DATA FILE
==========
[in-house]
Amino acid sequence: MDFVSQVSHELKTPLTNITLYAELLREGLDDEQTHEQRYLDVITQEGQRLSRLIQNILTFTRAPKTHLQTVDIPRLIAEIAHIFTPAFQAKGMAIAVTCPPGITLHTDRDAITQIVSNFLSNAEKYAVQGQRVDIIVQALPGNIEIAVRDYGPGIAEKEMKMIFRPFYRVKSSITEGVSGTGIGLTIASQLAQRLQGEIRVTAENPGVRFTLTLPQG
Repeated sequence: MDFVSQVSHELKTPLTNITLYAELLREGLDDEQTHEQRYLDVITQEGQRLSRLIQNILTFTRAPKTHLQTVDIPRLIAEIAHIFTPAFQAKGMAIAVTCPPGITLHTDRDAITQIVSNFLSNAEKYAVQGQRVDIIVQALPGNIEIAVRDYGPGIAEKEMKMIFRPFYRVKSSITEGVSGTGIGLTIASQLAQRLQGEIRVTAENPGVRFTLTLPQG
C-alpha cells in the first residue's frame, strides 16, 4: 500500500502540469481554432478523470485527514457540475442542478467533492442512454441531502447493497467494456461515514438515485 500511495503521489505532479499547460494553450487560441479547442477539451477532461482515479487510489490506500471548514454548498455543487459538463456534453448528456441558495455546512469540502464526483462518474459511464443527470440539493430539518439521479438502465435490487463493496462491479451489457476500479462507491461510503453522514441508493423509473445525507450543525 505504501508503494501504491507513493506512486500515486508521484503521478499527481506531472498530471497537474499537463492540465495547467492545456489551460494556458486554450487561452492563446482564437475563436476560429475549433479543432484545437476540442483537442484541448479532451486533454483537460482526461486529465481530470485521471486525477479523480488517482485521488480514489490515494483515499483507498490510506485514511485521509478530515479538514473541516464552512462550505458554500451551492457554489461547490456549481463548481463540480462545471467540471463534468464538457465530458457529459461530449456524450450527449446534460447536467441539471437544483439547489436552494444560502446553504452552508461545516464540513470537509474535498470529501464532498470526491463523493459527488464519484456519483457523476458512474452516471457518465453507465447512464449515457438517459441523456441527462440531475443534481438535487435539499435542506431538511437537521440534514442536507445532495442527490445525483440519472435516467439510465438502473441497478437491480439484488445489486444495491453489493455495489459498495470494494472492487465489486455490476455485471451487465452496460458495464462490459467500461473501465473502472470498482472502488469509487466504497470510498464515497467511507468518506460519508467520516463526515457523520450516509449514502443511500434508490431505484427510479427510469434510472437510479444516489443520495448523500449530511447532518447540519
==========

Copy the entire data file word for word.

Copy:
[in-house]
Amino acid sequence: MDFVSQVSHELKTPLTNITLYAELLREGLDDEQTHEQRYLDVITQEGQRLSRLIQNILTFTRAPKTHLQTVDIPRLIAEIAHIFTPAFQAKGMAIAVTCPPGITLHTDRDAITQIVSNFLSNAEKYAVQGQRVDIIVQALPGNIEIAVRDYGPGIAEKEMKMIFRPFYRVKSSITEGVSGTGIGLTIASQLAQRLQGEIRVTAENPGVRFTLTLPQG
Repeated sequence: MDFVSQVSHELKTPLTNITLYAELLREGLDDEQTHEQRYLDVITQEGQRLSRLIQNILTFTRAPKTHLQTVDIPRLIAEIAHIFTPAFQAKGMAIAVTCPPGITLHTDRDAITQIVSNFLSNAEKYAVQGQRVDIIVQALPGNIEIAVRDYGPGIAEKEMKMIFRPFYRVKSSITEGVSGTGIGLTIASQLAQRLQGEIRVTAENPGVRFTLTLPQG
C-alpha cells in the first residue's frame, strides 16, 4: 500500500502540469481554432478523470485527514457540475442542478467533492442512454441531502447493497467494456461515514438515485 500511495503521489505532479499547460494553450487560441479547442477539451477532461482515479487510489490506500471548514454548498455543487459538463456534453448528456441558495455546512469540502464526483462518474459511464443527470440539493430539518439521479438502465435490487463493496462491479451489457476500479462507491461510503453522514441508493423509473445525507450543525 505504501508503494501504491507513493506512486500515486508521484503521478499527481506531472498530471497537474499537463492540465495547467492545456489551460494556458486554450487561452492563446482564437475563436476560429475549433479543432484545437476540442483537442484541448479532451486533454483537460482526461486529465481530470485521471486525477479523480488517482485521488480514489490515494483515499483507498490510506485514511485521509478530515479538514473541516464552512462550505458554500451551492457554489461547490456549481463548481463540480462545471467540471463534468464538457465530458457529459461530449456524450450527449446534460447536467441539471437544483439547489436552494444560502446553504452552508461545516464540513470537509474535498470529501464532498470526491463523493459527488464519484456519483457523476458512474452516471457518465453507465447512464449515457438517459441523456441527462440531475443534481438535487435539499435542506431538511437537521440534514442536507445532495442527490445525483440519472435516467439510465438502473441497478437491480439484488445489486444495491453489493455495489459498495470494494472492487465489486455490476455485471451487465452496460458495464462490459467500461473501465473502472470498482472502488469509487466504497470510498464515497467511507468518506460519508467520516463526515457523520450516509449514502443511500434508490431505484427510479427510469434510472437510479444516489443520495448523500449530511447532518447540519